Finger Food Friday: Creole Fried Eggplant


Galatoire's Creole Fried Eggplant

Creole Fried Eggplant

Back when I was sporting my 19-year-old metabolism, fried vegetables were my go-to finger food.  Almost every weekend, I’d prepare a batch of deep fried cauliflower, mushrooms or eggplant.  I’d make them in much the same way I would panee (New Orleans lingo for battered and pan fried) veal or pork chops–soaked in an egg wash, rolled in Italian bread crumbs and submerged in hot oil.  I could easily get an entire week’s worth of vegetable servings in one sitting with those crispy hunks of Deep South love.  Now that I’m a little older and question whether I still have a metabolism, I don’t fry as often.  But when I do, I always crave familiar flavors.

This week, I revisited my youth with a generous platter of Creole fried eggplant sticks.  I made them the same way I always do but served them “Galatoire’s-style,” with powdered sugar and Tabasco.  This bizarre combination is one of the most requested “hors d’oeuvres” at Galatoire’s, the grand dame of Creole-French restaurants in New Orleans.  And with good reason.  The powdered sugar, which was originally used to camouflage the bitterness of the eggplant, creates this French-toast-like exterior.  That taste, together with the spicy tang of the Tabasco, leads you to a surprisingly creamy eggplant filling.  It is a unique flavor that will have you reaching for seconds and thirds–that is, once you give it a try!  If you’re hesitant about mixing all the flavors together, start by tasting a plain piece of eggplant followed by one dusted in powdered sugar and then another dipped in Tabasco and then dunked in powdered sugar.  As much as I like the full-on flavor, I sometimes skip the Tabasco.

If you’re looking for a beer that will stir conversation almost as much as this eggplant dish, try the Exodus Porter by Sweetwater.  Porters are great winter companions that get you all warm and fuzzy inside.  This particular beer is full of dark roast coffee notes with slight hints of chocolate and caramel.  I dig the way those flavors work with the sweet and savory fried eggplant sticks. Hope you all do too!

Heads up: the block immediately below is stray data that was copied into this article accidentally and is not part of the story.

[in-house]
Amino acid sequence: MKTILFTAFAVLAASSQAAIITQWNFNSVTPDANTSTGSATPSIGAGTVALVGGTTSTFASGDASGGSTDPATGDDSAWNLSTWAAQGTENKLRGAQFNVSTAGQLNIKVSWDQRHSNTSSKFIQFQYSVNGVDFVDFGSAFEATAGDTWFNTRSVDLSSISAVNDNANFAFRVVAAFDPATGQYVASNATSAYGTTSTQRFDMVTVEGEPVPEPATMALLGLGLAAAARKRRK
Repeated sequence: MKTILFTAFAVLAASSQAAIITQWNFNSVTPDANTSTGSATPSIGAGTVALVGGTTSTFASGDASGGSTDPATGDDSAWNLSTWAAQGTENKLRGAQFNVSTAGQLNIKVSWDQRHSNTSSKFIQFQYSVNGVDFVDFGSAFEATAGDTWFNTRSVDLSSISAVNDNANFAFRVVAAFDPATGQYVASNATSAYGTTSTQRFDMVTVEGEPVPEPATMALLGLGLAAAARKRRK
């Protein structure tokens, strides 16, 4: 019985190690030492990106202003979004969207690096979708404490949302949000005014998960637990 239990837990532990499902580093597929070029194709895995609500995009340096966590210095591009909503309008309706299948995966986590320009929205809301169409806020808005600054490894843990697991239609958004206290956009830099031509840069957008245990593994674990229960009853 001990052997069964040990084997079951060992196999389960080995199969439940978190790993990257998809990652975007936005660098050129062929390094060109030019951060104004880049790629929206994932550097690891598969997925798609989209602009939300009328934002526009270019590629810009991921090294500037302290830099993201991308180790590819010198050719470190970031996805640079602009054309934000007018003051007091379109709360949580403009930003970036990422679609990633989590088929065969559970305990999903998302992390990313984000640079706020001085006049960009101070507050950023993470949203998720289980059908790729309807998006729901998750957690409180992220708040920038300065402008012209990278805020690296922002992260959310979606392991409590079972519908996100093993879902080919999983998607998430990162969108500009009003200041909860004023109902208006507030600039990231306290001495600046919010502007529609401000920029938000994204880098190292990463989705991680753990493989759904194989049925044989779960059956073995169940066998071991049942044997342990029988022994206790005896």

Until next week …

Creole Fried Eggplant Recipe

Print Recipe

Print Recipe

Canola oil for frying
1 large eggplant
1 cup all purpose flour
Salt and pepper to taste
1 large egg, beaten
1 cup milk
1/2 teaspoon Creole seasoning
1 cup Italian bread crumbs
Powdered sugar and Tabasco, for serving (optional)

In a large skillet or electric fryer, heat oil to 325 degrees.  Cut off and discard ends of eggplant and peel with a vegetable peeler.  Prepare eggplant sticks by first cutting lengthwise into 1/2-inch slices and again into 1/2-inch sticks.  Leave at this length (usually 6-8 inches long) or cut again crosswise to create smaller (3-4 inch) sticks.  Place flour in a shallow dish.  Season with salt and pepper.  In a separate shallow dish, combine egg, milk and Creole seasoning.  Place bread crumbs in a third dish.  Working in batches, dredge eggplant sticks in flour.  Shake off excess and dip into egg wash, making sure to thoroughly coat each stick.  Coat with bread crumbs.  Carefully lower 3-4 eggplant sticks into hot oil.  Fry, turning and gently pressing down with tongs, until golden brown, 2-3 minutes.  Drain on a wire rack or paper towels.  Serve immediately with a dusting of powdered sugar or with separate bowls of powdered sugar and Tabasco for dipping.  Serves 6-8.

Genêt

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2 Responses
  1. Mark loves eggplant – I have to make this. Looks great!!

  2. M. says:

    How, how, HOW did I miss this years ago??? Okay, I am going to get some eggplants SOON. I NEED this. SOON. Thanks, Gen, this may just be part of this year’s Fourth of July celebration. YUM!

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